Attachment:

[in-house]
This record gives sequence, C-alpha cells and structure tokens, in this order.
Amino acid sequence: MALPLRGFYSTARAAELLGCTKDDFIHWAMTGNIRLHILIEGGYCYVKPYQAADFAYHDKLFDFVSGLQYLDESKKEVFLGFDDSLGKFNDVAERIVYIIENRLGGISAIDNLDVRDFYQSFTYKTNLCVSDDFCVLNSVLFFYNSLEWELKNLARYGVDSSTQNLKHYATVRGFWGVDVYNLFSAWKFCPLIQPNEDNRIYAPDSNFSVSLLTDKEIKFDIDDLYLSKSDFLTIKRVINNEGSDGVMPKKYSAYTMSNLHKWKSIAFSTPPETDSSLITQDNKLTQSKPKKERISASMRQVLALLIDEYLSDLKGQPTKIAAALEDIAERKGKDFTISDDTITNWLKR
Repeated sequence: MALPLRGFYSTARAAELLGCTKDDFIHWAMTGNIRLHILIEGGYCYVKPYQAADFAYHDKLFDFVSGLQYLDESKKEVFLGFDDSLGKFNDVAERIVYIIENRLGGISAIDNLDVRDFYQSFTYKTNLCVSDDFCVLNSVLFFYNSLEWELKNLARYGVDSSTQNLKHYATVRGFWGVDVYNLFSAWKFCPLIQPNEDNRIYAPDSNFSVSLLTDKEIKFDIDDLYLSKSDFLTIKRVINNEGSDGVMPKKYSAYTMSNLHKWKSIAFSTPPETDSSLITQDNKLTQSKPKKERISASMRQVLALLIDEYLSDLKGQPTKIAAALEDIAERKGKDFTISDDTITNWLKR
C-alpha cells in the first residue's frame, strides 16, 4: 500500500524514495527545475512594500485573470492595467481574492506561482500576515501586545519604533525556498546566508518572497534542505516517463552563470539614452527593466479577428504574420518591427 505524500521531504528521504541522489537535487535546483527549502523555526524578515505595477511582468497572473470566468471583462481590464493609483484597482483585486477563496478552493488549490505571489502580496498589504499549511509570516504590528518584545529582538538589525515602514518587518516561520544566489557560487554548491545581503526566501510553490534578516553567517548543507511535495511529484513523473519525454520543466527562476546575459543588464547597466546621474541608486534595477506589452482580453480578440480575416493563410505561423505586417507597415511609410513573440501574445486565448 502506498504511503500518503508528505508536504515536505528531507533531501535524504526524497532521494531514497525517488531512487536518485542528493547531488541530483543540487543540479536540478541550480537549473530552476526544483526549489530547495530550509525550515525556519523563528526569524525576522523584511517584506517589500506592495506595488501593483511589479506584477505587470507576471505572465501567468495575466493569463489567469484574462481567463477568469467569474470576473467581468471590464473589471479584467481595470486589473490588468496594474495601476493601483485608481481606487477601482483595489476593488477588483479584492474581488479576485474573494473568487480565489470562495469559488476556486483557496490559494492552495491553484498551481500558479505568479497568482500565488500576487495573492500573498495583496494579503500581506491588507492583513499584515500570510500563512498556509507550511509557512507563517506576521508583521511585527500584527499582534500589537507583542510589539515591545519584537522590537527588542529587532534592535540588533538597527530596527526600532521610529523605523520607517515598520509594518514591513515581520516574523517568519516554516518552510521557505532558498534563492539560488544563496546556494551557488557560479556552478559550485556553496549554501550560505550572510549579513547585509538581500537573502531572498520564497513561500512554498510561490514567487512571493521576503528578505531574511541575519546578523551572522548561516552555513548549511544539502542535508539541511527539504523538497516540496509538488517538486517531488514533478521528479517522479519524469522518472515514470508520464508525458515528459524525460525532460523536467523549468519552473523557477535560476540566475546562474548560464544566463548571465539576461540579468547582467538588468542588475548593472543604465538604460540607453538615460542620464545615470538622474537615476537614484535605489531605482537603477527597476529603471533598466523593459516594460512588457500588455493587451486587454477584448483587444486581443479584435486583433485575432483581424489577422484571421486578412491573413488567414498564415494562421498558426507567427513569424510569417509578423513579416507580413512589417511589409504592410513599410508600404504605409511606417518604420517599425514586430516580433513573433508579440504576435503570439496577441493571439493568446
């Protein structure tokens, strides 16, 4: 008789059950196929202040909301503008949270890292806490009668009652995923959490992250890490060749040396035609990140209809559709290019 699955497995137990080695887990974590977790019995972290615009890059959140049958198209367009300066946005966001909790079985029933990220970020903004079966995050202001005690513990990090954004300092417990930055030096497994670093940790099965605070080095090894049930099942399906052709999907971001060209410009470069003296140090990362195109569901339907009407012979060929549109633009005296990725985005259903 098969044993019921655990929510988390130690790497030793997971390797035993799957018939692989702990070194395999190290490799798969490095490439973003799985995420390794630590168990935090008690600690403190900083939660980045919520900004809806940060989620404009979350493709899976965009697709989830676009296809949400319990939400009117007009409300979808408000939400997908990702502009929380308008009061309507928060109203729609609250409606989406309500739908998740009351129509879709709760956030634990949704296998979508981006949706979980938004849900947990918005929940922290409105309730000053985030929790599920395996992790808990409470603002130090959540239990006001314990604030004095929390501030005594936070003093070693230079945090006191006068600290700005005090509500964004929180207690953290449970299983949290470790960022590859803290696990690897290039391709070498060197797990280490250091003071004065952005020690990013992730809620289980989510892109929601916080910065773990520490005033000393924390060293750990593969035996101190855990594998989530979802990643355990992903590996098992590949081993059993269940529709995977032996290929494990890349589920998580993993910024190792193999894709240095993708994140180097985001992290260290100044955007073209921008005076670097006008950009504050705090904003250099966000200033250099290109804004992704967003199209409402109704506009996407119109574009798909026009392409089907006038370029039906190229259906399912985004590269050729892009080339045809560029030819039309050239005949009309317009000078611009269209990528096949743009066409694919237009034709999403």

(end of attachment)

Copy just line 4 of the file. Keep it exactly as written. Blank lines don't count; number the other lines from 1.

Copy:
Repeated sequence: MALPLRGFYSTARAAELLGCTKDDFIHWAMTGNIRLHILIEGGYCYVKPYQAADFAYHDKLFDFVSGLQYLDESKKEVFLGFDDSLGKFNDVAERIVYIIENRLGGISAIDNLDVRDFYQSFTYKTNLCVSDDFCVLNSVLFFYNSLEWELKNLARYGVDSSTQNLKHYATVRGFWGVDVYNLFSAWKFCPLIQPNEDNRIYAPDSNFSVSLLTDKEIKFDIDDLYLSKSDFLTIKRVINNEGSDGVMPKKYSAYTMSNLHKWKSIAFSTPPETDSSLITQDNKLTQSKPKKERISASMRQVLALLIDEYLSDLKGQPTKIAAALEDIAERKGKDFTISDDTITNWLKR